Louth County Council say that have reached their target of social housing provisions under Rebuilding Ireland’s accelerated social housing plan – eighteen months ahead of schedule.
The local authorities’ Director of Services for Housing Aoife Lawler made the claim at Tuesday’s meeting of the Dundalk Municipal District at the An Táin Arts Theatre, following a query from Sinn Féin councillor Edel Corrigan about whether or not targets had been delayed by Covid-19 restrictions and whether that would impact on the council’s ability to provide social housing this year.
As part of the programme, Louth County Council was set a target of delivering 1,074 social housing units between 2018 and 2021. The provisions would include new build units, large scale acquisitions and long term leases, as well as Repair and Lease and Buy & Renew acquisitions.
Ms Lawler confirmed that in July this year Louth County Council reached the target figure of 1,074 and said they will exceed that number by hundreds by the end of 2021.
“In July, we reached out target for the four years – eighteen months ahead of the four year period,” she said. “We have a strong pipeline ahead and we will exceed that target by hundreds of homes.”
The comments come despite the Department of Housing, Planning and Local Government confirming in May that the council had reached only 82% of their 2019 target of 520. The local authority delivered 428 of that target last year – comprising of 354 builds, 31 acquisitions and 43 leases. Only four local authorities in the country (Clare, Dublin city, Westmeath and Wexford) had lower delivery percentages for 2019.
Among the recent new social developments that have tenants on-site are Ravel in Dunleer and Green Gates Manor in Haynestown, Dundalk. The latter development includes 44 homes that were acquired for social housing units. Contractors remain on site at Wadman Park in Haynestown and phase two of Cox’s Demesne in Dundalk, as well as at Gort Bui on the Ballymakenny Road in Drogheda.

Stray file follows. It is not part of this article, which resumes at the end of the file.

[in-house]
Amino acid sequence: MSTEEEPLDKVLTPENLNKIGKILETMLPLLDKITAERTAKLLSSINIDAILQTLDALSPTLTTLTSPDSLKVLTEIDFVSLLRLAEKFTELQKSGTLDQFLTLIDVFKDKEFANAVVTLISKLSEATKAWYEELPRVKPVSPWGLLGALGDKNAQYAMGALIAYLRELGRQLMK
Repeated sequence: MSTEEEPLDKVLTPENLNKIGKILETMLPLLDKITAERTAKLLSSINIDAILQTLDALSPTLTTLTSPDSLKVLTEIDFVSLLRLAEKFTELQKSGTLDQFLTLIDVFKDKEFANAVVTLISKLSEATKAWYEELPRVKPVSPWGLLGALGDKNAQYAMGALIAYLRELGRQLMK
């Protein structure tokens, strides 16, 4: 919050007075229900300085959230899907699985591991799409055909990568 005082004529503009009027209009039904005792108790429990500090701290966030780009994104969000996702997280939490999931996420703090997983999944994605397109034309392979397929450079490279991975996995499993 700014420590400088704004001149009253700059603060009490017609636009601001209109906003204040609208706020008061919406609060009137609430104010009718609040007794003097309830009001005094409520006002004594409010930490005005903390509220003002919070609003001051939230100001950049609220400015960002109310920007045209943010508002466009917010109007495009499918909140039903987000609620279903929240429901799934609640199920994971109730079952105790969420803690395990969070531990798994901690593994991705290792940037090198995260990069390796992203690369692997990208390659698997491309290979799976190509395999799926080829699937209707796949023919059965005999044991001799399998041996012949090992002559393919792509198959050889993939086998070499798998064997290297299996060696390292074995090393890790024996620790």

“For acquisitions, we have a very strong pipeline,” Ms Lawlor said, adding that the targets issued to local authorities were split into three categories – new builds, leasing and acquisitions. She said after ending a funding stream for acquisitions late last year, the government reopened acquisitions in July of this year.
“Because of the lockdown, the money that was put aside for construction wouldn’t be spent this year,” she said. “They started again with an attempt to meet the full target in a much shorter period of time. We have a number of acquisitions. Depending on the decision made by government – if they continue with acquisitions, we’ll meet that (acquisitions) target. If they stop it, we won’t.
Ms Lawler confirmed that the issues relating to the Enhanced Leasing Scheme was causing delays in the provision of such property types. “Leasing is slow to get off the ground but our pipeline is strong.”
There remains 1,829 on the social housing waiting list in county Louth – 365 in Ardee and mid-Louth, 752 in Dundalk and 712 in Drogheda – with a further 3,218 awaiting transfer from the Housing Assistance Payment scheme.